Chris informed me that he’s really looking forward “creating” – the removal of paint currently is, and I quote, “the sucky part”. The actual design has been a secret and I’m looking forward to the result. I think there might even be a custom seat involved.

I’ll keep you posted,

Wednesday, December 10, 2008

More Cork

We're not in Portugal anymore but that doesn't mean we can't talk about cork. As you know, we were fascinated by the cork forests as we rode through the southwestern part of the Iberian Peninsula. After a few blog posts about our observations, we recieved a comment from a company called Wicanders Flooring. They are in the business of cork and were interested in acquiring any photos we had from our travels through the Montado forests. Wicanders has their own blog with a very good purpose:

"The Wicanders blog is about using cork oak to help benefit the world’s health, wellbeing, and socioeconomic development. As the industry leader in cork oak flooring, we are proud to actively participate in the exchange of ideas about health and sustainability, promote green building practices, and preserve the Montado cork oak forests."

We sent some shots their way and were excited to see that they've been posted on the Wicanders blog. You can view the post here. Scroll down below the "Wineopoly" graphic to see our photos.



It’s harder than I thought it would be. I was talking with a friend today and she had a great perspective. She said that it’s hard to notice how busy and stressful life is when you’re home living it. It’s an entirely different story when you return to it after a long break. I totally agree. I think I’m trying to figure out how to balance what I’ve learned on the road with what I didn’t need from the past. I’d like to keep the best parts of who I was and mix them with the person I am now.

So far reentry has been a blessing and a curse. In three weeks I’ve done the following analysis:
Family and Friends
Up - we have been able to catch up with most everyone. It feels really good to interact, share, and sleep in familiar places.
Down - Traveling in the car. For now, it’s a necessary evil.
Up - I feel like a have an entirely new wardrobe.
Down – Too many choices; there is laundry everywhere.
Up – A chance to do something creative.
Down – Do I want a “grown-up” job again?

Despite the roller coaster of emotions, I realize that I am living life. Furthermore, I’m living it as I imagined. It’s real, it’s intense, and ultimately, it’s inspired. We can’t experience the highs without the lows, the exceptional without the ordinary. I think I’m facing in the right direction; I just need to move forward.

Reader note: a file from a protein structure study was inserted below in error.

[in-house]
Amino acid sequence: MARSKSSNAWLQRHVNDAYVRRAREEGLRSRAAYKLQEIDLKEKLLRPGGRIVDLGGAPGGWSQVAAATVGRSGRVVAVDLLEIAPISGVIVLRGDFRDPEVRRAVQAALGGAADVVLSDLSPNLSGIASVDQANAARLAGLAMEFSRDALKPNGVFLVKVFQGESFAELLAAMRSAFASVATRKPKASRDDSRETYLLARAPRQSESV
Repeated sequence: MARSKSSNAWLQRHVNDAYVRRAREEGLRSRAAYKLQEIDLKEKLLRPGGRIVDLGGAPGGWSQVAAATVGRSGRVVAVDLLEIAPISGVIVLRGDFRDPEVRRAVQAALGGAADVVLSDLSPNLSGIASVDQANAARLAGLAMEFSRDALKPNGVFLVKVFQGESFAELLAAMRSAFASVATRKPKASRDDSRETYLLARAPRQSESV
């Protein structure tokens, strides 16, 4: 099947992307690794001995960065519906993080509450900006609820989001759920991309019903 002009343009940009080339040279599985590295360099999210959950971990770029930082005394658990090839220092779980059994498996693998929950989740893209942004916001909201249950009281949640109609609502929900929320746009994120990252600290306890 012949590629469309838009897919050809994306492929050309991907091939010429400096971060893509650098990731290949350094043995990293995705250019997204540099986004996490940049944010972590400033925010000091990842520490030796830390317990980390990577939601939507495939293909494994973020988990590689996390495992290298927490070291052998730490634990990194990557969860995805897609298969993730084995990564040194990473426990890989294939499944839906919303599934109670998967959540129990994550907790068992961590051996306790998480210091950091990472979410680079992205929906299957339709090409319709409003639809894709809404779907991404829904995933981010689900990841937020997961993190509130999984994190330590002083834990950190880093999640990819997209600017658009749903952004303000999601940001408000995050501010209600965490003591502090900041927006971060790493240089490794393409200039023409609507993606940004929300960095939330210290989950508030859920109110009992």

Tuesday, December 09, 2008

The Bicycle Commuting Diaries: Studded Tires and Snow Plows

Winter is approaching and in Colorado that usually means one thing; snow. In our previous life, we usually parked the bikes in the garage and set up the stationary trainer as the last fall leaves were hitting the ground. This year we decided to “buck up” and keep riding through the ice, snow, and freezing temperatures.
Enter the snow tire for bicycles. We ordered the Ice Spiker Pro from our good friends at Schwalbe and Chris got them installed this morning. Neither one of us has rolled a bicycle with studs before so we decided to go for a test run. The tires require a break in period on pavement so, per the instructions, we started the “running in” process by riding to the post office.
Even though the route was the usual urban adventure of paved path and busy intersections, we found ourselves very excited for the adventure. With a new blanket of snow and a clear blue sky we navigated our way south with smiles on our faces. Intersections were a little crazy as we had to crash our way through the snow piled up from the cleared roads. We must have garnered some attention because most cars gave us the right away.
The only scary part came when we were faced with a wave of snow being thrown from an on-coming plow. I was about the head into a snow bank when the driver looked our way, slowed down, and lifted his plow. I guess that will be rule #1 on the Winter Riding Guide – “watch for snow removal equipment”.

Here’s to snow crunching under your tires,

Saturday, December 06, 2008

1 World, Two Wheels

Check this out - see what happens when you "go by bike".

Monday, December 01, 2008

Wide Eyed World Photography

I’ve decided to put myself out there. If you have a moment, take a peek.

Save the Trails: Moab

If you’re interested in taking action for the environment, tourism and recreation…

The BLM will be having a lease sale on December 19th. The leases will be available for oil and gas extraction and will affect some very popular and pristine areas in Moab, Utah. Tusher Canyon, Barlett Wash, and Amassa Back are just some of the places that could be impacted.

If you’ve ever been to Moab, you know that it is a very special place. The elements and time have sculpted some spectacular landscapes. Chris and I usually make at least one trip a year and always see something new and amazing every time we go.

To take action, visit one of the following websites. The deadline is soon - December 4 (sorry for the late notice).

IMBA (International Mountain Bicycling Association)

Access Fund

Firing Up My Fax Machine,